My final eight-hour long open tour bus journey in Vietnam was to take me to the capital: Saigon. Seeing as it was the last one I think they'd stopped caring about their passengers by that point... it was late, leaky, rattley, squeaky, and smelly, and the driver kept stopping to drop in on mates along the way. I was on the bus with Nihar, the Canadian guy and avid 'Lonely Planet' follower I'd been on most bus journeys since Hanoi with, and all of four others, so the driver didn't see the point in putting on the aircon, oh how we sweated. The scenery was pretty impressive as we left the mountains of Da Lat and went through some teeny little local towns along the way, bumping along over the muddy roads. I also had a new book and cream cheese and coriander baguettes to keep me satisfied.
Arrived late afternoon and, as had tended to become customary, that only really left time for a brief wander and food. The hotel offered free brekkie and dinner (well, not really free, it's all worked in with the price and they charge the same whether you eat there or not!) so we opted to have two dinners, early and late, like hobbits. Found a Hue restaurant with a powercut where we ate speciality Hue nodles which we hadn't actually been able to find when actually in Hue; I had mine with 'baby clamletts' (a.k.a. cockels). Walked the long way back to take in the outskirts of the Reunification Palace, and back through the market, which screamed 'tourist'. Given the three million motorbikes in the city I'm surprised I made it across the roads with all my toes, and my bag, still there. Back at the hotel dinner consisted of fried spring rolls and instant noodles, which made me glad we'd already eaten.
The next morning the alarm beeped it's little heart out at 6.15am. I don't remember the last time I had a lie-in, what with buses and tours, but I am in incredible Vietnam to be fair so no complaints. The trip was to the Cu Chi tunnels, used by the Vietnamese locals in WWII to live in. We had a pretty enigmatic tour guide, a former veteran so he said although when we probed he said he was never in the army. He gave his first-hand account of his experience of the war, which was really enthralling and very interesting, but then he went a bit overboard... his father was a former Ambassador in America, his brother worked for CNN, he was friends with John McCain, Bill Clinton and Bill Gates had visited Viertnam and he was their interpreter and took them out and about, he was publishing a book in America and England and the publisher was his famous author girlfriend... you get the picture.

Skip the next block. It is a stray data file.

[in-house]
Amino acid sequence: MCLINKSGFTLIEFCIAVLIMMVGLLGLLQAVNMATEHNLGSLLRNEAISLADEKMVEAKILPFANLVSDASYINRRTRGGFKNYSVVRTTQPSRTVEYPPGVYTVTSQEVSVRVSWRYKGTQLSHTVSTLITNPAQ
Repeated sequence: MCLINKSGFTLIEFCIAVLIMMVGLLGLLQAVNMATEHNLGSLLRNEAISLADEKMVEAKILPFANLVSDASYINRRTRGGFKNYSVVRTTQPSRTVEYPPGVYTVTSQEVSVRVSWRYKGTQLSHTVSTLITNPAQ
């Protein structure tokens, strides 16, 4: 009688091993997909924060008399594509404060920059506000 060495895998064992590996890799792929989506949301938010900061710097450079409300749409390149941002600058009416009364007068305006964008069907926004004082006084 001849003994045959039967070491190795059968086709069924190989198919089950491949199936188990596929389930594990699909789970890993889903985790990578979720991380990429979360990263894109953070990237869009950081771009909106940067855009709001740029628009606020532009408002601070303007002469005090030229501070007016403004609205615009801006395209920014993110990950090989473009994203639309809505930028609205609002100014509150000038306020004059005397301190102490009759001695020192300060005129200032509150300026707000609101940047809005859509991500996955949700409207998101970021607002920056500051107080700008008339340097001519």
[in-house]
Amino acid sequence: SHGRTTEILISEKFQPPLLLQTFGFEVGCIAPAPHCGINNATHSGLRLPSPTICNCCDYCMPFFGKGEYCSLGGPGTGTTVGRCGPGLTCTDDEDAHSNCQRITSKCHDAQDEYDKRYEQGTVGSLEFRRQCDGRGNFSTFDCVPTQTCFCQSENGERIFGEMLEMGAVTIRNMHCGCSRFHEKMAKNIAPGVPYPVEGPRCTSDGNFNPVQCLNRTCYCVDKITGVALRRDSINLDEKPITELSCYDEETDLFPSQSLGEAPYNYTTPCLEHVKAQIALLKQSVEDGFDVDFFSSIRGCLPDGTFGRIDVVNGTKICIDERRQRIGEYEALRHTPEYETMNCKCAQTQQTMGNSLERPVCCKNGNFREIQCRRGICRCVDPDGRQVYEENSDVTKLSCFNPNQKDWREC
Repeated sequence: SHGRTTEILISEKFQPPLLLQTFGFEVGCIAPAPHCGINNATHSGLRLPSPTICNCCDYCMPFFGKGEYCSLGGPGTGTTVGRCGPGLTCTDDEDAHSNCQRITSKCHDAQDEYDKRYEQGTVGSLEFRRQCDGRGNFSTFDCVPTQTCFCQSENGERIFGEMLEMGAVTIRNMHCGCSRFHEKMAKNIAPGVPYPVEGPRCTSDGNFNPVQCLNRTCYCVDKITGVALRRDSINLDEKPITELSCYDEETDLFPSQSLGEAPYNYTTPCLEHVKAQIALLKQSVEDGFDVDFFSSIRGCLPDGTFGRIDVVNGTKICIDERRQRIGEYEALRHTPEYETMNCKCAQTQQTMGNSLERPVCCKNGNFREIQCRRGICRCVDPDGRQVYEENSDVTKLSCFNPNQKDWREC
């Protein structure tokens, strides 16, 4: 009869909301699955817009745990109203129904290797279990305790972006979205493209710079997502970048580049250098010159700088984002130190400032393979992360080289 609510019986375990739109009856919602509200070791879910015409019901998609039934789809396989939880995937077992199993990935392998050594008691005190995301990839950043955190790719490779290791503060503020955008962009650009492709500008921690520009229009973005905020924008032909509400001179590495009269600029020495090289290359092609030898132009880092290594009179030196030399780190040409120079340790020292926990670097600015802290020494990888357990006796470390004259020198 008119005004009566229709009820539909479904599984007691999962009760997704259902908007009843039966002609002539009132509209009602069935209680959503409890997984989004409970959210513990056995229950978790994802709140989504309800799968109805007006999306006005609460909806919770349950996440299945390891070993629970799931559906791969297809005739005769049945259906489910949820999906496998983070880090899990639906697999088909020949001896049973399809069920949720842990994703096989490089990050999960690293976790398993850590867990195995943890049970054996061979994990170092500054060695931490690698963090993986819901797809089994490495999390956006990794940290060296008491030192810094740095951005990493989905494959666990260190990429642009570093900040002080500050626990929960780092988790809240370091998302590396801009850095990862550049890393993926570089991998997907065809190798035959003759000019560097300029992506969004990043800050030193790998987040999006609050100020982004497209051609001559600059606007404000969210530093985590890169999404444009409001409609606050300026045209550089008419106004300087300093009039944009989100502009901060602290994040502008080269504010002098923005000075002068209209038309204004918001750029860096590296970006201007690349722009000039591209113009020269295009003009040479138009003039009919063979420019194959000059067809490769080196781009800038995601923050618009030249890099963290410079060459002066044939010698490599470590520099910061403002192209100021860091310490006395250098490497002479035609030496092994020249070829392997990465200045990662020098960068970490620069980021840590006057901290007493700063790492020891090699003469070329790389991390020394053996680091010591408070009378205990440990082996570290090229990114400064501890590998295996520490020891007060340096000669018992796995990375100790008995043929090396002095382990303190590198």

He also included an unmentioned diversion to our tour by taking us to a handicapped handicraft factory on the way. In itself this would be a good cause, but what we saw were about half a dozen people (unhandicapped) sticking egg shells on plates, which they seemed to only start doing once we appeared. Then we were led into a HUGEEE warehouse with literally thousands of different handicrafts, from tables and display cabinets to bracelets, hairbands, and paintings, none of which seemed to have egg shell on them. Something a bit fishy going on there. Empty-handed we went on our way, arrived at the tunnels, and watched a film about Cu Chi people in the war, then we were led around the area looking at trapdoors used by snipers, bomb craters, booby traps and guns (the boys really enjoyed themselves getting to fire AK47s). At the end we went into the tunnels themselves, for 140m and at different levels from 2-6m deep. It was a tight squeeze and very very hot, but I made it all the way to the end. A proud moment.
On the drive back I saw some brilliant things being carried on motor-bikes: five big sacks of what looked like potatoes, a leather desk chair, big wicker baskers full of bananas hanging off the sides, something which resembled skirting board, an entire stall's worth of t-shirts... Back in the city I ran some errands and perused the shops, and had early dinner #1.
Later on I met up with a teacher friend from Thailand who I hadn't seen since our training in October for dinner #2 and a catch-up. She's been in Saigon for nearly three weeks teaching at language schools and is brave enough to have rented a motorbike. We ate at a little street cafe, I had scrumptious tofu with mushrooms (unmagic) in a mini clay pot and fresh local beer; did I mention already that it's 16p a glass? Perfect way to spend my last night in 'Nam.